However - the tau is a lot LOT worse right now. We've seen both record high tau's, and record low power. The vehicle is facing conditions we just have no experience with.

The Tau is about double the worst experienced by Opportunity during the last storm. With the current orientation what is the correlation between tau and Whr generated? Since the attenuation of sunlight through the atmosphere is essentially exp(-tau) the observed light intensity with tau around 10.8 must be negligible.
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Deimos
post Jun 11 2018, 07:32 PM
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I suppose since the news is here, it is on the plot here.

I did a very simple 2-stream model, and you can approximate total insolation (proportional to array W-hrs/sol) as varying with exp(-tau*gamma), where gamma is 0.35-0.40 or so. If you compare two sols, that's exp(-delta_tau*gamma). A lot of the extinction goes into sky light, but total light is still much reduced. At these taus, tilt is a small perturbation, I'd guess. (A chunk of sky is blocked, but that chunk is the source of a small fraction of light, and the tilt hasn't changed.)
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fredk
post Jun 11 2018, 07:47 PM
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QUOTE (Deimos @ Jun 11 2018, 08:32 PM) *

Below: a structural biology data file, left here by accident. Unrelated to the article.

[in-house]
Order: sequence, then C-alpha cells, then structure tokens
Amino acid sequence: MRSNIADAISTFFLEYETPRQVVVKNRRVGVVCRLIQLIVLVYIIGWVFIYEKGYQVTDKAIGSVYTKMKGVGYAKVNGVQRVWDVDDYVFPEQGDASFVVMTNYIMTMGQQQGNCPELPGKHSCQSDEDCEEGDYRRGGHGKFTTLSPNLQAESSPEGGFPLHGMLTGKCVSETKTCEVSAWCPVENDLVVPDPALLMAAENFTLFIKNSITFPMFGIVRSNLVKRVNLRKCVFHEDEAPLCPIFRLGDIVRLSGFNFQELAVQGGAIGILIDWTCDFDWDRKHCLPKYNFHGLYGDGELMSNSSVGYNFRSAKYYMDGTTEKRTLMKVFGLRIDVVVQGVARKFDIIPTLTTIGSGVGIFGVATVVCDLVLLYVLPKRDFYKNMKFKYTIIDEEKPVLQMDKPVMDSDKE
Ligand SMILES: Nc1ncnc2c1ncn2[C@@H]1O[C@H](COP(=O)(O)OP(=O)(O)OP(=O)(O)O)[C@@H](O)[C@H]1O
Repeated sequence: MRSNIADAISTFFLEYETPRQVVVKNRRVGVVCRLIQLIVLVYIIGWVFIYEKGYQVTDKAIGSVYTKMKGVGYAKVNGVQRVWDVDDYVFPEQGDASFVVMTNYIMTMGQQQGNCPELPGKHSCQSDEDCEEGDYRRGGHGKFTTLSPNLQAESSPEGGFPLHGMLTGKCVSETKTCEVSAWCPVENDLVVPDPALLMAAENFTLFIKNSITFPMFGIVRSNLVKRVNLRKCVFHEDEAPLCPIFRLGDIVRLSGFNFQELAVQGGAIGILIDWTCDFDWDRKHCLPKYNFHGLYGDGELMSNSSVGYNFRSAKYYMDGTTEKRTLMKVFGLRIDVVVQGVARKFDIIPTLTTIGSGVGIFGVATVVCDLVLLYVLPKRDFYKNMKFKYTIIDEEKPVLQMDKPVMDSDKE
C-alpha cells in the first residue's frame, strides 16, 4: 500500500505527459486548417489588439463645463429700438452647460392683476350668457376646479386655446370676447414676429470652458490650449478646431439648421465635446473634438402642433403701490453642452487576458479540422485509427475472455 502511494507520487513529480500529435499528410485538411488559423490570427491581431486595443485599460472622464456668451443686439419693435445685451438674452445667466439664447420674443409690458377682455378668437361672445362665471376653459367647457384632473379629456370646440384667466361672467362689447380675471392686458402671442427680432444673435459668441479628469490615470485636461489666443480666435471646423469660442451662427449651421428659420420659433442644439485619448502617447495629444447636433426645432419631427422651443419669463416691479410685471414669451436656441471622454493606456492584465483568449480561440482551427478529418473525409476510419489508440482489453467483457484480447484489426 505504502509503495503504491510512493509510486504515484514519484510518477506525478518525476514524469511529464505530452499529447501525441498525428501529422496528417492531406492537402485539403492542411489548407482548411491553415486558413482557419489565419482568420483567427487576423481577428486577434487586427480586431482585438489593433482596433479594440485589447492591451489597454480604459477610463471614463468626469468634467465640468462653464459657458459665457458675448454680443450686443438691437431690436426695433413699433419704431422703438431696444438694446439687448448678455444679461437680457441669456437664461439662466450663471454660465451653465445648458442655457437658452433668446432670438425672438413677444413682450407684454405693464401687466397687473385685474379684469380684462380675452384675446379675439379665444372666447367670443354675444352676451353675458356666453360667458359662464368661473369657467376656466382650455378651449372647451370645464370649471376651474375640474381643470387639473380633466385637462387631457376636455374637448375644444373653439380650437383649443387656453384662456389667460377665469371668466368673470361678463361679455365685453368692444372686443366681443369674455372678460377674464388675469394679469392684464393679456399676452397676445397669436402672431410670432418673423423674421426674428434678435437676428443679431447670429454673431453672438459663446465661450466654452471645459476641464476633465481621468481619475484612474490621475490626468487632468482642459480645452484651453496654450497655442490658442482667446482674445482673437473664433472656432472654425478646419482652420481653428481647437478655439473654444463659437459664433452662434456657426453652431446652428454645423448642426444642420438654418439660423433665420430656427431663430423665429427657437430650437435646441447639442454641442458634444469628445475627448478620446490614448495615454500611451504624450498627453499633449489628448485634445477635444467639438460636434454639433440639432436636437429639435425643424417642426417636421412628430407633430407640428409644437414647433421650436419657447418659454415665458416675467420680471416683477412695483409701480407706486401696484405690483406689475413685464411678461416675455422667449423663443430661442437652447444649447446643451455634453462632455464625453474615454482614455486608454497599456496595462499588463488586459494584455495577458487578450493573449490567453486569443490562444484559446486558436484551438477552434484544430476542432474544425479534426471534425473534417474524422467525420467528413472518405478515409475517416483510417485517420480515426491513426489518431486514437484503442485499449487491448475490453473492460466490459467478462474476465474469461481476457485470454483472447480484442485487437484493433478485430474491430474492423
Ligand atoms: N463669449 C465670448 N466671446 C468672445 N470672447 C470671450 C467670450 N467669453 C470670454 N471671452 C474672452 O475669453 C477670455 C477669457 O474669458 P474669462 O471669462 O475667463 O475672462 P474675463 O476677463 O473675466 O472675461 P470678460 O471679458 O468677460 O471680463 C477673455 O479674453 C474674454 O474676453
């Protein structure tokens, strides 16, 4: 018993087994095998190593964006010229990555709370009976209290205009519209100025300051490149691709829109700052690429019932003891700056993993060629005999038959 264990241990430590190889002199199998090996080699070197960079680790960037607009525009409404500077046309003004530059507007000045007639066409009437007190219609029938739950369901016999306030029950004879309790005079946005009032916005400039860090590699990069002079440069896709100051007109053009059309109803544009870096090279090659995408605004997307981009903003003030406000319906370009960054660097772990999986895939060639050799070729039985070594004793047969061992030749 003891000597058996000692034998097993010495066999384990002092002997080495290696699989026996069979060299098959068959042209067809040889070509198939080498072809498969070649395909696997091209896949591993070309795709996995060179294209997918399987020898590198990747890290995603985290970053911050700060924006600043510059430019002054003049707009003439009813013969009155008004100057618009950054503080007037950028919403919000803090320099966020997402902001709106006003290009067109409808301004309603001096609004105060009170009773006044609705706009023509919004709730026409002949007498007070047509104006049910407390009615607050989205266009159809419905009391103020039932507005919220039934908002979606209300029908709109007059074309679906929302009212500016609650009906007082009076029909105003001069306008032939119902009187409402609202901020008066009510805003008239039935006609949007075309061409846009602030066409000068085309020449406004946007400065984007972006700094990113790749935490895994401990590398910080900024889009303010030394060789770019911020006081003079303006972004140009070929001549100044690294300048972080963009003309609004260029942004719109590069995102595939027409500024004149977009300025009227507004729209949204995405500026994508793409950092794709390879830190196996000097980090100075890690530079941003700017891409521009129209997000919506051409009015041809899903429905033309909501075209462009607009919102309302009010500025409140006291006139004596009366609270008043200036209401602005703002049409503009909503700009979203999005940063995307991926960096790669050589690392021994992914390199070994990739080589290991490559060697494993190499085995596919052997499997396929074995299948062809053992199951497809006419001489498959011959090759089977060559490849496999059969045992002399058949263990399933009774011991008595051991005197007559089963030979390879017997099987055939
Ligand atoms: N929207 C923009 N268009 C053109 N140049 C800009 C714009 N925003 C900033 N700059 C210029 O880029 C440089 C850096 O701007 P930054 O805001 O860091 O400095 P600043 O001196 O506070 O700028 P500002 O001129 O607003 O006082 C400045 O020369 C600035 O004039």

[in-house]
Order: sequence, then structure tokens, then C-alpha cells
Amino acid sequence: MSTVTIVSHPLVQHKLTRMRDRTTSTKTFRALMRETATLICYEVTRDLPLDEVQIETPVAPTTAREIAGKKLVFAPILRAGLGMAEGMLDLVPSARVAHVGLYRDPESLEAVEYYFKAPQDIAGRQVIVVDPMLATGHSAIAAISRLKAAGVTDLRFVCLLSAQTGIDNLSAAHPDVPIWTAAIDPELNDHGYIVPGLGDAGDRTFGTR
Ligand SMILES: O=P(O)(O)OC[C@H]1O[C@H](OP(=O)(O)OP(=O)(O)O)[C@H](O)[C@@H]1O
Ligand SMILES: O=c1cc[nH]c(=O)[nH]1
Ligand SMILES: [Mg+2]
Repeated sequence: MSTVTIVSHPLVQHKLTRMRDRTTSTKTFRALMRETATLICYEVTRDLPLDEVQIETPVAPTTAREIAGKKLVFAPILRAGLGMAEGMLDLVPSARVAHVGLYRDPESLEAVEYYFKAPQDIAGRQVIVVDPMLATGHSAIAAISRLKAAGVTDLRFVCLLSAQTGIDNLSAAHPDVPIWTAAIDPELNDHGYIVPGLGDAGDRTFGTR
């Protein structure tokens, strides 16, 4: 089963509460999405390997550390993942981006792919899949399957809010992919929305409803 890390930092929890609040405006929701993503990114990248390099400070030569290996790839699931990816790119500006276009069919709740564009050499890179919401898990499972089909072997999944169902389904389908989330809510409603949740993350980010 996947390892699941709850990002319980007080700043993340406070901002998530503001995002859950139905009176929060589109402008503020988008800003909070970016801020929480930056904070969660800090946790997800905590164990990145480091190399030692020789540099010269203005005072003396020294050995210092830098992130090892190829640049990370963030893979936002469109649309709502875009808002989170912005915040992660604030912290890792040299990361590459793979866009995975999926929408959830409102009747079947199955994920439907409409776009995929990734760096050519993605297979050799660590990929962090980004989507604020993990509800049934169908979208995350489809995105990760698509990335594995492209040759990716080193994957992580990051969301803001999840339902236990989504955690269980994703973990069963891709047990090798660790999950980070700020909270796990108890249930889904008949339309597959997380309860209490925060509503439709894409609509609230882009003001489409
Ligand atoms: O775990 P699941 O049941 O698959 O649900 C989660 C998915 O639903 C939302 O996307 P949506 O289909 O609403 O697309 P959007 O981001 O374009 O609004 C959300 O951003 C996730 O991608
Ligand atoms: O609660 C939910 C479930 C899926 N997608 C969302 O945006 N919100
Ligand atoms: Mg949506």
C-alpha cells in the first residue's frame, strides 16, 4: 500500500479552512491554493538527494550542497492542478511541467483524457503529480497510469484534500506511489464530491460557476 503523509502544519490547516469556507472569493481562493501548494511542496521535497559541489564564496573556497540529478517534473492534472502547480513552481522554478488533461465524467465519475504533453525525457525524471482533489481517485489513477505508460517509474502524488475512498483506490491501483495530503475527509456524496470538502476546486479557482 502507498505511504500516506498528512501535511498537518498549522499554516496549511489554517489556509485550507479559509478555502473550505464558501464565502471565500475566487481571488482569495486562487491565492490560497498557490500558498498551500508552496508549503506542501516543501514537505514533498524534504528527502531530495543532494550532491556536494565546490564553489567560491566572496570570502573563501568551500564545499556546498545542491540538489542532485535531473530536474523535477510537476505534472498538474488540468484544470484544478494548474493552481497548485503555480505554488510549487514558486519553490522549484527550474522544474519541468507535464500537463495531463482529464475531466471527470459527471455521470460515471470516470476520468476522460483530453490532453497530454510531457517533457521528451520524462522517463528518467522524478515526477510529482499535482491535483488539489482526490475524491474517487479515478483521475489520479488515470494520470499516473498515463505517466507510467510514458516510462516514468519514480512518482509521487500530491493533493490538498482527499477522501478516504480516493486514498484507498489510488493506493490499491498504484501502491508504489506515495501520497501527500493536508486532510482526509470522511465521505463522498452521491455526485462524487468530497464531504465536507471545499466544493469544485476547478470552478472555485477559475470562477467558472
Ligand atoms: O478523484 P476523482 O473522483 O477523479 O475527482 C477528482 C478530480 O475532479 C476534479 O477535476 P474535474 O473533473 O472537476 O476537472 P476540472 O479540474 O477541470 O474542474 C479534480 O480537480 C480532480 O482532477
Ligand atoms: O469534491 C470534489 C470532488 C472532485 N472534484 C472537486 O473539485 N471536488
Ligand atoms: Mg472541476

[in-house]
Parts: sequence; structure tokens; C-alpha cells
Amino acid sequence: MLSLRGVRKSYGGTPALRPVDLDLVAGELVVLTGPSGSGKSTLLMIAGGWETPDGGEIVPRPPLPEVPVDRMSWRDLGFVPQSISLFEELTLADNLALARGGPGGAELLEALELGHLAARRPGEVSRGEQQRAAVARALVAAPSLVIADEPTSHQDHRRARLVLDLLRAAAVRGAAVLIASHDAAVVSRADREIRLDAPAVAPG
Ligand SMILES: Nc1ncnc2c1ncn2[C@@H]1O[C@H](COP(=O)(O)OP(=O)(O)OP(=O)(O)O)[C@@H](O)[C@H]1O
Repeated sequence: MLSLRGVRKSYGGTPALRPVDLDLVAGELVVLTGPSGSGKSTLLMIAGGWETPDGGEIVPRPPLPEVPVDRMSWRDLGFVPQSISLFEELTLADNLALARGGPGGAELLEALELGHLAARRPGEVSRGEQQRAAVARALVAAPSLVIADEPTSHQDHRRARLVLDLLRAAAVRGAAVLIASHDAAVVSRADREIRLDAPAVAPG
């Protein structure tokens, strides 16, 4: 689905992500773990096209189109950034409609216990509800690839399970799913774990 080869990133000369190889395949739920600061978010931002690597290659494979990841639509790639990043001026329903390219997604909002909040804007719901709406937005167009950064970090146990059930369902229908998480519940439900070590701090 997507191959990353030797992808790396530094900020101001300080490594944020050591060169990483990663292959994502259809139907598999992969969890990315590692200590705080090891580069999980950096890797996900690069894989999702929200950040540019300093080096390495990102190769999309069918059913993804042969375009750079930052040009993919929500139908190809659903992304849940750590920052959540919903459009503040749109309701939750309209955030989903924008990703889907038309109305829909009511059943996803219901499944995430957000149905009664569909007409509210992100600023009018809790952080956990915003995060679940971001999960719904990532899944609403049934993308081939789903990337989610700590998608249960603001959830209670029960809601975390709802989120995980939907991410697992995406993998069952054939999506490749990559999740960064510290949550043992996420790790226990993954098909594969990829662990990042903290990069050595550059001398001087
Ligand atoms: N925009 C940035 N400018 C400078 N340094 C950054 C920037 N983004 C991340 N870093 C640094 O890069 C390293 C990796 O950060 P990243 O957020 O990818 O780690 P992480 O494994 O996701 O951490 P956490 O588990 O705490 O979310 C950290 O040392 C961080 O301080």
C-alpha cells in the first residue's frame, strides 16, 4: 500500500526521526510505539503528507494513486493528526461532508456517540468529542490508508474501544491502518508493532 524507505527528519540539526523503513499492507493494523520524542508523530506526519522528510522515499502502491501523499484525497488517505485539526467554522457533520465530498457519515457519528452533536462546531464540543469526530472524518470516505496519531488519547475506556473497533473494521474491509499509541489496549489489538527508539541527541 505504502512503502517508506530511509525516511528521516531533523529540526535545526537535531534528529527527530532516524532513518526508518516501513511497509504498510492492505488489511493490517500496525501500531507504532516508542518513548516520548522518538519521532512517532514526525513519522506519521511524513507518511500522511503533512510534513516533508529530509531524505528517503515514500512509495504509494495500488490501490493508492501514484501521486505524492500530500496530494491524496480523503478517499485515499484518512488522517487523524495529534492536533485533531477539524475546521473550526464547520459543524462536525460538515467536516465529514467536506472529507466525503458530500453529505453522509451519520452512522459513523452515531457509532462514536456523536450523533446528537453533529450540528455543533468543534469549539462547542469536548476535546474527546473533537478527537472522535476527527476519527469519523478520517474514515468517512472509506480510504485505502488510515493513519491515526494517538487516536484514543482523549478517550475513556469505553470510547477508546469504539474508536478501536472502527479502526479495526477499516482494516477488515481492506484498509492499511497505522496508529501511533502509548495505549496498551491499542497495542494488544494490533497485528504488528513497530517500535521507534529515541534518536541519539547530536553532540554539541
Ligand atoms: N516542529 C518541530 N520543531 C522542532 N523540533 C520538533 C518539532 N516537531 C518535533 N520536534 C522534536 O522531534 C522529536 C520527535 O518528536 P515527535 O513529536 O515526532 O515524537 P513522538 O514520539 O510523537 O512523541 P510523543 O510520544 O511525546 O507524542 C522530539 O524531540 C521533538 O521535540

A lot of the extinction goes into sky light, but total light is still much reduced.

I guess there isn't much data from the ground during dust storms to say very accurately how much reduced the total light is. Technically the tau itself tells you how much darker the sun has become, but as Deimos says some of that will be scattered to the ground via the sky.

Anyway of course we don't need to do full scattering calculations, since what really matters is array power, which is known (if not publicly).
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MoreInput
post Jun 11 2018, 07:49 PM
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I just can't believe how fast the tau increased. Over the years it oscillated just below 1, and now within 8 sols it increased by 18 times.


--------------------
Need more input ...